Jasmine Cameron-Chileshe in London
UK prime minister Boris Johnson hailed the agreement with the EU as a “comprehensive Canada-style free trade deal” that would provide certainty for businesses.
The new deal will preserve tariff and quota free EU-UK trade for goods and is the biggest bilateral trade deal signed by either country, covering trade worth around £660bn.
“We have taken back control of our laws and our destiny”, he said at a Downing Street press briefing. “From January 1 we are outside the customs union and outside the single market. British laws will be made solely by the British parliament, interpreted by UK judges sitting in UK courts and the jurisdiction of the EU court of justice will come to an end.”
However, Mr Johnson stressed that the UK would continue to work in harmony with the EU, adding: “This is a good deal for the whole of Europe, and for our friends and partners as well.”
Speaking directly to European leaders, the prime minister added: “We will be your friend, your ally, your supporter and indeed never let it be forgotten – your number one market.”
“This country will remain culturally, emotionally historically strategically, geologically attached to Europe”.
Mr Johnson argued that the UK would have a stable and prosperous relationship with the EU under the new deal. “Winning freedom is a fantastic thing…. But it is how we use it, how we make the most of it, that is what is going to matter in the months and years to come”, he said.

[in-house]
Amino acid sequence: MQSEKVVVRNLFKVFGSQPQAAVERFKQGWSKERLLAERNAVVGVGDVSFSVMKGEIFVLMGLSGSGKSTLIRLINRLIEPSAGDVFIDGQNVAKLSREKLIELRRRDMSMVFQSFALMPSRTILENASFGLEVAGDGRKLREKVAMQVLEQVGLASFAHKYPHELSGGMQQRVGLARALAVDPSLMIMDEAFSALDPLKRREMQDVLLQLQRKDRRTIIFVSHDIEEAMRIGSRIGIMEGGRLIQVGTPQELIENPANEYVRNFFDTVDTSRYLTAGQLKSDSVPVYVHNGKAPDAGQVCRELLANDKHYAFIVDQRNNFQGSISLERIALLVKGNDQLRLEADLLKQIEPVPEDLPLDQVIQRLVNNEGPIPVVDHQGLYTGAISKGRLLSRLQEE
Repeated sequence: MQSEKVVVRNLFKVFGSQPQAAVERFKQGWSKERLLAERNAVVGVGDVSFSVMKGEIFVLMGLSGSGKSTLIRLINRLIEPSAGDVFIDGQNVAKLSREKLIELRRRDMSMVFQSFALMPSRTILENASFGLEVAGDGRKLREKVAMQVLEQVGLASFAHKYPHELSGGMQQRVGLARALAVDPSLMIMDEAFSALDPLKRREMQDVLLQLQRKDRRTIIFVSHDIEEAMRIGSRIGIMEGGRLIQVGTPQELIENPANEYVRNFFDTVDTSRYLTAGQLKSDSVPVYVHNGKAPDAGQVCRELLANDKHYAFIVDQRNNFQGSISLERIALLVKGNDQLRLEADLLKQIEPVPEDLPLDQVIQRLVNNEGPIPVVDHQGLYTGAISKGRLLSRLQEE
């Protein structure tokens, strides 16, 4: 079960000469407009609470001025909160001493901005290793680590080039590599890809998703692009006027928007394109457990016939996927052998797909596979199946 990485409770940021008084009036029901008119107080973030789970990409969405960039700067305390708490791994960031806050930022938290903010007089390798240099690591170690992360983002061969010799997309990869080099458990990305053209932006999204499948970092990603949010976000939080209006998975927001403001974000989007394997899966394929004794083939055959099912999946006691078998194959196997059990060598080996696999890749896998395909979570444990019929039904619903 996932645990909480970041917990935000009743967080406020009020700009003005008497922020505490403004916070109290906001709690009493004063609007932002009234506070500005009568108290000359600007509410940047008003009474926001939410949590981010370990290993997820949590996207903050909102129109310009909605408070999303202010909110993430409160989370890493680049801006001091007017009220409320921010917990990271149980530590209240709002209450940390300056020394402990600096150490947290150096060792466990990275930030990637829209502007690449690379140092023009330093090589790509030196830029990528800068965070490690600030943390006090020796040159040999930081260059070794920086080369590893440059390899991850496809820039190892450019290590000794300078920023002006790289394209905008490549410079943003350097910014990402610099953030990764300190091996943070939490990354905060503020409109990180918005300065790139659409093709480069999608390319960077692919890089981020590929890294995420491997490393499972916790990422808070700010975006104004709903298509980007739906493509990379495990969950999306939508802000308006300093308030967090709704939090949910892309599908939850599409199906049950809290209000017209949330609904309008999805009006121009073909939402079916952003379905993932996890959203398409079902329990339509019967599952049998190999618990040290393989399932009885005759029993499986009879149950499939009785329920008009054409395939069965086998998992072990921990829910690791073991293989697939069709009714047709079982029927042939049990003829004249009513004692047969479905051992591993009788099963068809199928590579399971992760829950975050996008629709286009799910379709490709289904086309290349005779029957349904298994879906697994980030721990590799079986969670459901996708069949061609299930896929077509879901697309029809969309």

The prime minister said that both sides had compromised throughout the process in order to move talks forward, and thanked negotiators for their efforts in recent months.
In a separate press briefing on Thursday afternoon, Ursula von der Leyen, the European Commission president described the deal as “fair” and “balanced” and said that the EU would continue to cooperate with the UK in areas of mutual interest, for example in the fields of climate change, energy, security and transport. “Together we still achieve more than we do apart,” she said.
With the UK’s transition period set to end on December 31, British MPs have been told to expect to hold an emergency session of the Commons on December 30.